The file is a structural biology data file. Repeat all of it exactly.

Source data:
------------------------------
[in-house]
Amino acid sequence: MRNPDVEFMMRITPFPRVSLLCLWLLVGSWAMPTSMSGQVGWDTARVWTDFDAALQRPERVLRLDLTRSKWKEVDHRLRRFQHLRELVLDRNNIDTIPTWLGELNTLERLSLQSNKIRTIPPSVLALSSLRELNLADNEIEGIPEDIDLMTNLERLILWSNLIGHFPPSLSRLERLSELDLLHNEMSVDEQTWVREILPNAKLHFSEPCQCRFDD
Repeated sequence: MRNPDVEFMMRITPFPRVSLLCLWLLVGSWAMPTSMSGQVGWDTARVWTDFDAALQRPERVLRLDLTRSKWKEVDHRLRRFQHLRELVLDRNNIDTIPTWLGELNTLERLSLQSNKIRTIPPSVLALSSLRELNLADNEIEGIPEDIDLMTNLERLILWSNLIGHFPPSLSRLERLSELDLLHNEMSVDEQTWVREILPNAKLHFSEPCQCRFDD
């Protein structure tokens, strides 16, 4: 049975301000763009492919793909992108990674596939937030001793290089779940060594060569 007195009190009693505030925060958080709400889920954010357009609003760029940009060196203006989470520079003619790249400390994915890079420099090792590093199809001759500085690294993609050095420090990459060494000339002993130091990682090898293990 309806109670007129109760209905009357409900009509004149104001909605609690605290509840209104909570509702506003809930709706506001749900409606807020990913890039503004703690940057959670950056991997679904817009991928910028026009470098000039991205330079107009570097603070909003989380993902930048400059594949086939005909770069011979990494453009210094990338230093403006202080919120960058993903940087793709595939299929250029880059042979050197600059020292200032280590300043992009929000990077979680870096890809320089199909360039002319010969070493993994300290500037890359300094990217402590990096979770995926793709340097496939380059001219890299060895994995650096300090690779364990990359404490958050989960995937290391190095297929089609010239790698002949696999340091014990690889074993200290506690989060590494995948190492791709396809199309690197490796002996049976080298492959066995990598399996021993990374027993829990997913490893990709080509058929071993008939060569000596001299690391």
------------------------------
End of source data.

[in-house]
Amino acid sequence: MRNPDVEFMMRITPFPRVSLLCLWLLVGSWAMPTSMSGQVGWDTARVWTDFDAALQRPERVLRLDLTRSKWKEVDHRLRRFQHLRELVLDRNNIDTIPTWLGELNTLERLSLQSNKIRTIPPSVLALSSLRELNLADNEIEGIPEDIDLMTNLERLILWSNLIGHFPPSLSRLERLSELDLLHNEMSVDEQTWVREILPNAKLHFSEPCQCRFDD
Repeated sequence: MRNPDVEFMMRITPFPRVSLLCLWLLVGSWAMPTSMSGQVGWDTARVWTDFDAALQRPERVLRLDLTRSKWKEVDHRLRRFQHLRELVLDRNNIDTIPTWLGELNTLERLSLQSNKIRTIPPSVLALSSLRELNLADNEIEGIPEDIDLMTNLERLILWSNLIGHFPPSLSRLERLSELDLLHNEMSVDEQTWVREILPNAKLHFSEPCQCRFDD
């Protein structure tokens, strides 16, 4: 049975301000763009492919793909992108990674596939937030001793290089779940060594060569 007195009190009693505030925060958080709400889920954010357009609003760029940009060196203006989470520079003619790249400390994915890079420099090792590093199809001759500085690294993609050095420090990459060494000339002993130091990682090898293990 309806109670007129109760209905009357409900009509004149104001909605609690605290509840209104909570509702506003809930709706506001749900409606807020990913890039503004703690940057959670950056991997679904817009991928910028026009470098000039991205330079107009570097603070909003989380993902930048400059594949086939005909770069011979990494453009210094990338230093403006202080919120960058993903940087793709595939299929250029880059042979050197600059020292200032280590300043992009929000990077979680870096890809320089199909360039002319010969070493993994300290500037890359300094990217402590990096979770995926793709340097496939380059001219890299060895994995650096300090690779364990990359404490958050989960995937290391190095297929089609010239790698002949696999340091014990690889074993200290506690989060590494995948190492791709396809199309690197490796002996049976080298492959066995990598399996021993990374027993829990997913490893990709080509058929071993008939060569000596001299690391």